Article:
Fractional flow reserve (FFR) is considered to be the criterion standard for the clinical diagnosis of functional myocardial ischemia. In this study, we explored the effect of the coronary arterial diameter derived from coronary computed tomography angiography on FFR.
We retrospectively reviewed the clinical information of 131 patients with moderate coronary artery stenosis. To compare the mean diameter of stenotic vessels, patients were divided into ischemic and nonischemic groups. According to the clinical statistics of the diameter of the ischemic group and the nonischemic group, we established 8 ideal models of coronary artery diameter of 4 mm (40%, 50%, 60%, and 70% stenosis) and diameter of 3 mm (40%, 50%, 60%, and 70% stenosis). Two sets of numerical simulation experiments were carried out: experiment 1 evaluated the variation rate of CT-based computation of non-invasive fractional flow reserve (FFRCT) with vessel diameters of 4 mm and 3 mm under different stenosis rates, and experiment 2 explored the variation of FFRCT with vessel diameters of 4 mm and 3 mm under different cardiac outputs. We simulated changes in the flow of narrow blood vessels by changes in cardiac output.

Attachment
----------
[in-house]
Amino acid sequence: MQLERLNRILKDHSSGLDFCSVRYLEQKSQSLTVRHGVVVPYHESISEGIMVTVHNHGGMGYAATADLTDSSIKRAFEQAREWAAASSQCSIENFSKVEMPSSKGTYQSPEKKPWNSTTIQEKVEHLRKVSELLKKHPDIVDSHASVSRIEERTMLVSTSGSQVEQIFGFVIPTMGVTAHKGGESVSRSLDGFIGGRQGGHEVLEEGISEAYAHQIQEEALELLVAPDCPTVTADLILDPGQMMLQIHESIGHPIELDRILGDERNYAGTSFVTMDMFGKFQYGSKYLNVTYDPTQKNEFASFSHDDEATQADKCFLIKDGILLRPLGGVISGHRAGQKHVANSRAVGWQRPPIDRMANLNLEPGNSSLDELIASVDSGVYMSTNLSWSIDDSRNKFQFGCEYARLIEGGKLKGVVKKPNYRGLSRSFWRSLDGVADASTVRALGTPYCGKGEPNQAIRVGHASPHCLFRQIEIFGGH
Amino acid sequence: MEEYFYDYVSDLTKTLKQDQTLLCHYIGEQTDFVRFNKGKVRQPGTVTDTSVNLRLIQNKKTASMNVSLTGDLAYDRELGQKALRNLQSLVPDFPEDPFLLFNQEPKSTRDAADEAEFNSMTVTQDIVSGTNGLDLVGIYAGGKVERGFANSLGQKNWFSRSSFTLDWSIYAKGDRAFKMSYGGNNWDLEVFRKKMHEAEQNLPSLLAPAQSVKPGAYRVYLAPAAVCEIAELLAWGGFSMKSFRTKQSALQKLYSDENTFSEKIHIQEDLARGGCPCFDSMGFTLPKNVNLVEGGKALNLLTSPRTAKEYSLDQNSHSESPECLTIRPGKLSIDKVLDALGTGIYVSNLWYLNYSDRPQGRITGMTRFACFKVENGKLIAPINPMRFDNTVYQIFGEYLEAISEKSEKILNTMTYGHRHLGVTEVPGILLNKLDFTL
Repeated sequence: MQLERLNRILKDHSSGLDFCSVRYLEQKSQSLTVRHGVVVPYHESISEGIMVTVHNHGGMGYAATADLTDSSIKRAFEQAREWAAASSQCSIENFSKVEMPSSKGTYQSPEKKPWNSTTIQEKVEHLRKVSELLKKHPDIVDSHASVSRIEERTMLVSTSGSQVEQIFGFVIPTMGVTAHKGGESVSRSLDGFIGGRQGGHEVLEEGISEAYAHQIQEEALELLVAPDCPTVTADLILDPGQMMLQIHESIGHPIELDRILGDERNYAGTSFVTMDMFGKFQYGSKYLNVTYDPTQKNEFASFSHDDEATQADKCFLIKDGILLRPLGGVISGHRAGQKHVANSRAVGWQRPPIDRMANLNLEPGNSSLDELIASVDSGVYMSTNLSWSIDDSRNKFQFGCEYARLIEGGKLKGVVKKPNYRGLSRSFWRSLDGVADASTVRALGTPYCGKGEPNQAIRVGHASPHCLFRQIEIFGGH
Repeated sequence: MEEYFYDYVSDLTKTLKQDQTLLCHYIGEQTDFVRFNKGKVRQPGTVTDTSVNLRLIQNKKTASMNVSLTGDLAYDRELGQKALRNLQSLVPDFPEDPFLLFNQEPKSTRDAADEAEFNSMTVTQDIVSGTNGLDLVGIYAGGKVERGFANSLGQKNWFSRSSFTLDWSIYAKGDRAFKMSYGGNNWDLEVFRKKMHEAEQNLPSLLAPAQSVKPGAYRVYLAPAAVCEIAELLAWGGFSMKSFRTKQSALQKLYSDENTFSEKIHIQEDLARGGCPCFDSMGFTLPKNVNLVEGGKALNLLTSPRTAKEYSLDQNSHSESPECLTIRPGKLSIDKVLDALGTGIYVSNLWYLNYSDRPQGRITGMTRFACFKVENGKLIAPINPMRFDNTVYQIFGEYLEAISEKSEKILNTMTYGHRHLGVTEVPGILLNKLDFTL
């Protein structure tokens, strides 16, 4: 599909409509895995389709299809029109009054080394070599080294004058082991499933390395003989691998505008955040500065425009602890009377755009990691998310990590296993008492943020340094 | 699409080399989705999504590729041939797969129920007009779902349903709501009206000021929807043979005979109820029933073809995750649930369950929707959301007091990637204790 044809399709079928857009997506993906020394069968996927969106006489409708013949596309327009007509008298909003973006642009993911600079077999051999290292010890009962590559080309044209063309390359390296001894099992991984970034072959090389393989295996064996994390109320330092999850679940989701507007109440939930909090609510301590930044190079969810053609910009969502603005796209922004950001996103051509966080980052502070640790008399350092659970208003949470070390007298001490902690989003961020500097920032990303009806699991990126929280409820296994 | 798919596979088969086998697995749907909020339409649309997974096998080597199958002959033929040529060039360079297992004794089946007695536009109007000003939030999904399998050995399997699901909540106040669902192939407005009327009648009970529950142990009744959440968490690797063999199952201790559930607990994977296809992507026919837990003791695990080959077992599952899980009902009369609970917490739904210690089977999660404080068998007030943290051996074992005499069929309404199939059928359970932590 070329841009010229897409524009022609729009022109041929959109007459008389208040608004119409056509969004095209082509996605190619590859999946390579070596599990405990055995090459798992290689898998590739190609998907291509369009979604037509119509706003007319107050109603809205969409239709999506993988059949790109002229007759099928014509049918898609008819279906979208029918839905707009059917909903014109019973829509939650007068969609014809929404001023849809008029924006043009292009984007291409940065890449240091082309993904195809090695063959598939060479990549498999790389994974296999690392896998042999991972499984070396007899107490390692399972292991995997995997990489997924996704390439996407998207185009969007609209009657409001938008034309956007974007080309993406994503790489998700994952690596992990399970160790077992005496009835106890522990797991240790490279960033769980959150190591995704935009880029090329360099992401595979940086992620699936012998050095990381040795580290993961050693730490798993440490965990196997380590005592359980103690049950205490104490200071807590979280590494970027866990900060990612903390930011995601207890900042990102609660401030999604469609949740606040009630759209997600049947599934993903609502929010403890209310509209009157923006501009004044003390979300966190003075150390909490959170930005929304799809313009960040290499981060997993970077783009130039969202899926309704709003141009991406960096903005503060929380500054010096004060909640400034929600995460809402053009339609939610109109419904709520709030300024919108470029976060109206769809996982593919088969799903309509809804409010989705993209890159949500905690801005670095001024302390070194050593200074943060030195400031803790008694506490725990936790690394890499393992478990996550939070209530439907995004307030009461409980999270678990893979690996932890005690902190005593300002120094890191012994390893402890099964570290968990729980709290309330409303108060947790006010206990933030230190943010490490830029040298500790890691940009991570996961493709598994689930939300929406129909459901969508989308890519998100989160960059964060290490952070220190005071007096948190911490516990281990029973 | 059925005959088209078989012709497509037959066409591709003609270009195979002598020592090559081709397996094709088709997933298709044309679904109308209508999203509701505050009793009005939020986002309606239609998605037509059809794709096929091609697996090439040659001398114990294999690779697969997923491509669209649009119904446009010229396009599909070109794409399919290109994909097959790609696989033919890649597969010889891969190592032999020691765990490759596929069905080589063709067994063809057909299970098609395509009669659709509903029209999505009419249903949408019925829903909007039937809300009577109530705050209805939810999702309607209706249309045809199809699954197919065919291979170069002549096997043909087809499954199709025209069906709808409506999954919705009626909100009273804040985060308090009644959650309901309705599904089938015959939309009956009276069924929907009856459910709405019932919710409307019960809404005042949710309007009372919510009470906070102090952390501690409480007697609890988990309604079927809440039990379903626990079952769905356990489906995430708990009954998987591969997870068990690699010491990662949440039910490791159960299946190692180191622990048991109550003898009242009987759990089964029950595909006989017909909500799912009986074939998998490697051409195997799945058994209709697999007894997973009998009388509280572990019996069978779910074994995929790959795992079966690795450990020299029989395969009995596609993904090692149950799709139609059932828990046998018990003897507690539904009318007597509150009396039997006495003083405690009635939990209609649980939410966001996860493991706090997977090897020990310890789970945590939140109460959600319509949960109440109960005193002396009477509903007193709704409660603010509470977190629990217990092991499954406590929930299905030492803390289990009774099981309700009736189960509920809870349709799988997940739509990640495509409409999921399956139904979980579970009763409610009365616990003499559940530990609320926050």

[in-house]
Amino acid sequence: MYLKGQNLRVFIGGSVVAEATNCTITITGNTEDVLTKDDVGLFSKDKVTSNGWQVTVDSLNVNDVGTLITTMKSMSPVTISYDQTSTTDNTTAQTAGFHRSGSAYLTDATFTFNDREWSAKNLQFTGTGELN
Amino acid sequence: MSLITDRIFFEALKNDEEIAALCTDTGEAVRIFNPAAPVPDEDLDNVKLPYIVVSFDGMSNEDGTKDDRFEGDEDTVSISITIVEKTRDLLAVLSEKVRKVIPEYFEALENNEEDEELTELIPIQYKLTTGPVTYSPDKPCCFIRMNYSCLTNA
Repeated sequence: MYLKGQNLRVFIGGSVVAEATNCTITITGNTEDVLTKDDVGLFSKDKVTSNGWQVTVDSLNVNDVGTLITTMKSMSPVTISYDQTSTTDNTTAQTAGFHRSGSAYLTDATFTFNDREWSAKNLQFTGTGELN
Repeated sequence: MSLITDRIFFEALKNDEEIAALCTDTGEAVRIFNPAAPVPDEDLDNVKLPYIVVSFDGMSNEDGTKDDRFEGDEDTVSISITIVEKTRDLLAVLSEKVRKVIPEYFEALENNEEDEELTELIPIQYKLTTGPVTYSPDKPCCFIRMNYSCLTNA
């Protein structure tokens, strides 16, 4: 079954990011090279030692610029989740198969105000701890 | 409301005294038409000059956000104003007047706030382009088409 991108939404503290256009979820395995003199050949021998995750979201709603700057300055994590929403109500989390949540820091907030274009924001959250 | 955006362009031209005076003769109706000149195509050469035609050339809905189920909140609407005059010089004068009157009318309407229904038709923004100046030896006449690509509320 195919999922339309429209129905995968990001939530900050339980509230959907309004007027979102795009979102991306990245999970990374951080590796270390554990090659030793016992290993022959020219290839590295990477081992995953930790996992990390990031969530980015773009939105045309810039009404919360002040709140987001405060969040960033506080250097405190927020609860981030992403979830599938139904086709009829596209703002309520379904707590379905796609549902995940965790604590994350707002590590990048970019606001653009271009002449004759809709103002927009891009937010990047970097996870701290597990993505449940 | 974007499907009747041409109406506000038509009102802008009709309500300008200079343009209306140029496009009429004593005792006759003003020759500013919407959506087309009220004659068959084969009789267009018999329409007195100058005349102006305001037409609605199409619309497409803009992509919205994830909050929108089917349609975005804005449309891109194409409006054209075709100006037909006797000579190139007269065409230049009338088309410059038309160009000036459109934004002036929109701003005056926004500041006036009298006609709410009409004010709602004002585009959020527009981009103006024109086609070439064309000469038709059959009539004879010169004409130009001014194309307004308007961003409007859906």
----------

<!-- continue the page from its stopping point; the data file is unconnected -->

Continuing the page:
According to clinical statistics, the mean ± SD diameter of stenotic vessels in the ischemic and nonischemic groups was 3.67 ± 0.77 mm and 3.31 ± 0.64 mm (P < 0.05 for difference), respectively. In experiment 1, the FFRCT of coronary with a diameter of 4 mm was 0.86, 0.80, 0.66, and 0.35, and that with a diameter of 3 mm was 0.90, 0.84, 0.71, and 0.50, respectively. In experiment 2, the FFRCT of the coronary vessel diameter of 4 mm was 0.84, 0.80, 0.76, and 0.72, respectively. The FFRCT coronary vessels with a diameter of 3 mm were 0.87, 0.84, 0.80, and 0.76, respectively.
As the stenosis increases, compared with narrow blood vessel of small diameter, the narrow blood vessel with larger diameter is accompanied by faster flow rate changes and is more prone to ischemia.